The term Early Years Education is often a term that will intimidate parents as they picture their young child being made to sit on a chair for long periods of time completing worksheets and stereotypical crafts that the teacher will then “fix” themselves.
Early Years Education is too often misunderstood both by parents and educators themselves.
In our opinion and based on our own experience, Early Years Education should be a holistic, positive experience for each child.
A Positive Introduction to Education
An Early Years setting is the first introduction a child will have to education and it will build their view of education. This first introduction will form their opinion of “school” and if it is not a positive one, it will effect their view for a very long time afterwards.
An environment that is too oppressive will have a negative effect of their experience as will an environment that is under stimulating. An environment that does not feed a child’s curiosity will lead them to believe that education is tedious as they seek other ways to stimulate their growing minds. An environment that is oppressive will lead a child to believe that educational environments are places of pressure as opposed to pleasure. An environment that is intimidating will result in a young child forming an opinion of educational environments being negative places as opposed to places full of love and enjoyment.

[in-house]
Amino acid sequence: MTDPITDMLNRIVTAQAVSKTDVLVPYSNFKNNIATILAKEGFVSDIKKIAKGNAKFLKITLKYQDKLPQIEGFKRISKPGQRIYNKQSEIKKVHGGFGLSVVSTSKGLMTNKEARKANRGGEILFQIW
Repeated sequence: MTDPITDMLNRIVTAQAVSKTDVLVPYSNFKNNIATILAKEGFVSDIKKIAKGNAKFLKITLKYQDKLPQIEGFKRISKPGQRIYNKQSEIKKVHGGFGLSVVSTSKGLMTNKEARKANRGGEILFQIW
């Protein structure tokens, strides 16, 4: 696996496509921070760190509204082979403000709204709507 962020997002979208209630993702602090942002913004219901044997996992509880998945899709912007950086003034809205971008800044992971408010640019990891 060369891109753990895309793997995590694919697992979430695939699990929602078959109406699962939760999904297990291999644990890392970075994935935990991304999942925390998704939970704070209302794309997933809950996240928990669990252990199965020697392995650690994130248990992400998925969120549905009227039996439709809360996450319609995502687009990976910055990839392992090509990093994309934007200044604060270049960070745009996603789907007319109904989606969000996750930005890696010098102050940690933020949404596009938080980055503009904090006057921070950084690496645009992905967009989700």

This is where it is important for educators to recognize the needs of their young students and provide learning opportunities for all learners, differentiating between abilities and know their children well enough to provide an environment suitable for their needs all the while making sure their children feel loved and valued.
A positive early experience to education will enhance a child’s already naturally existing love of learning.
Following a curriculum, we believe, is important in early years education as it ensures that educators may pay close attention to milestones and targets, ensuring that each child is progressing appropriately. A curriculum will also ensure that a child is comfortable when they reach primary school age meaning they will be confident when they take their next steps away from the comfort of their preschool setting and confidence is key. As mentioned earlier, the minds of many will go to finger painting and puzzles when they think of early years education and while these two specific examples are activities that can (and should) be done in an early years setting and have objectives that can be linked to a curriculum (for example, colour recognition), the objectives of a curriculum, in our opinion, are not the beginning and end to a child’s early years education.
What do we think is important in early years education?
Alongside a curriculum, we, ourselves like to focus on the following areas in many ways:
Home Economics: very simply, life skills – giving the children the skills to feel confident in simple life tasks and making them feel involved in real life situations will help them develop into responsible, independent, self sufficient individuals.
Habits: Healthy eating, exercising, knowledge about nutrition, living an environmentally friendly lifestyle, charity work, manners, respect of others… these are all habits that, if learned in early years, will become habitual to a person as they grow.
Mental health: coping methods, self-regulation, understanding of emotions, self belief, self confidence, self defence… we strongly believe that these are aspects of a person’s character that can be developed more easily in childhood than they can in adulthood.
So, we sincerely hope that next time you think of Early Years Education, your mind does not wonder to simply finger painting and puzzles…
Early Years Matter.